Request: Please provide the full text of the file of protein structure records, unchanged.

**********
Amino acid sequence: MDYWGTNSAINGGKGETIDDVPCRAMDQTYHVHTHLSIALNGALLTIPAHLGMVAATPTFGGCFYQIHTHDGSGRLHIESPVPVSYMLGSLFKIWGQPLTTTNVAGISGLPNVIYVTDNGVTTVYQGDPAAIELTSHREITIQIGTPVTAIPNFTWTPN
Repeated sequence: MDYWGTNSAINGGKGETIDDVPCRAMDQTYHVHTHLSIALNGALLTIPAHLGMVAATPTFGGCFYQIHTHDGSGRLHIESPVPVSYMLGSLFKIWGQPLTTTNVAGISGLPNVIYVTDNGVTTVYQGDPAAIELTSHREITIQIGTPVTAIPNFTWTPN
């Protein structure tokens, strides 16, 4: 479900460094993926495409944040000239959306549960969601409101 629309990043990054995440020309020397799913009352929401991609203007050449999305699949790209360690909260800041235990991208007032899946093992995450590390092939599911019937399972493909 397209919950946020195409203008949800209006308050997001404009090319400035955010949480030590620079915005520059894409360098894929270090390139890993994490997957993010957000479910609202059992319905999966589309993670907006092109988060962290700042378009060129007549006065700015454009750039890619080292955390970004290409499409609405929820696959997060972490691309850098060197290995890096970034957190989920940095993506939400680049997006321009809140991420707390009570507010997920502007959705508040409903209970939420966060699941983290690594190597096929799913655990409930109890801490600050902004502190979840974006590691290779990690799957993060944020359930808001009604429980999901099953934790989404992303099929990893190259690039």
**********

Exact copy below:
Amino acid sequence: MDYWGTNSAINGGKGETIDDVPCRAMDQTYHVHTHLSIALNGALLTIPAHLGMVAATPTFGGCFYQIHTHDGSGRLHIESPVPVSYMLGSLFKIWGQPLTTTNVAGISGLPNVIYVTDNGVTTVYQGDPAAIELTSHREITIQIGTPVTAIPNFTWTPN
Repeated sequence: MDYWGTNSAINGGKGETIDDVPCRAMDQTYHVHTHLSIALNGALLTIPAHLGMVAATPTFGGCFYQIHTHDGSGRLHIESPVPVSYMLGSLFKIWGQPLTTTNVAGISGLPNVIYVTDNGVTTVYQGDPAAIELTSHREITIQIGTPVTAIPNFTWTPN
């Protein structure tokens, strides 16, 4: 479900460094993926495409944040000239959306549960969601409101 629309990043990054995440020309020397799913009352929401991609203007050449999305699949790209360690909260800041235990991208007032899946093992995450590390092939599911019937399972493909 397209919950946020195409203008949800209006308050997001404009090319400035955010949480030590620079915005520059894409360098894929270090390139890993994490997957993010957000479910609202059992319905999966589309993670907006092109988060962290700042378009060129007549006065700015454009750039890619080292955390970004290409499409609405929820696959997060972490691309850098060197290995890096970034957190989920940095993506939400680049997006321009809140991420707390009570507010997920502007959705508040409903209970939420966060699941983290690594190597096929799913655990409930109890801490600050902004502190979840974006590691290779990690799957993060944020359930808001009604429980999901099953934790989404992303099929990893190259690039």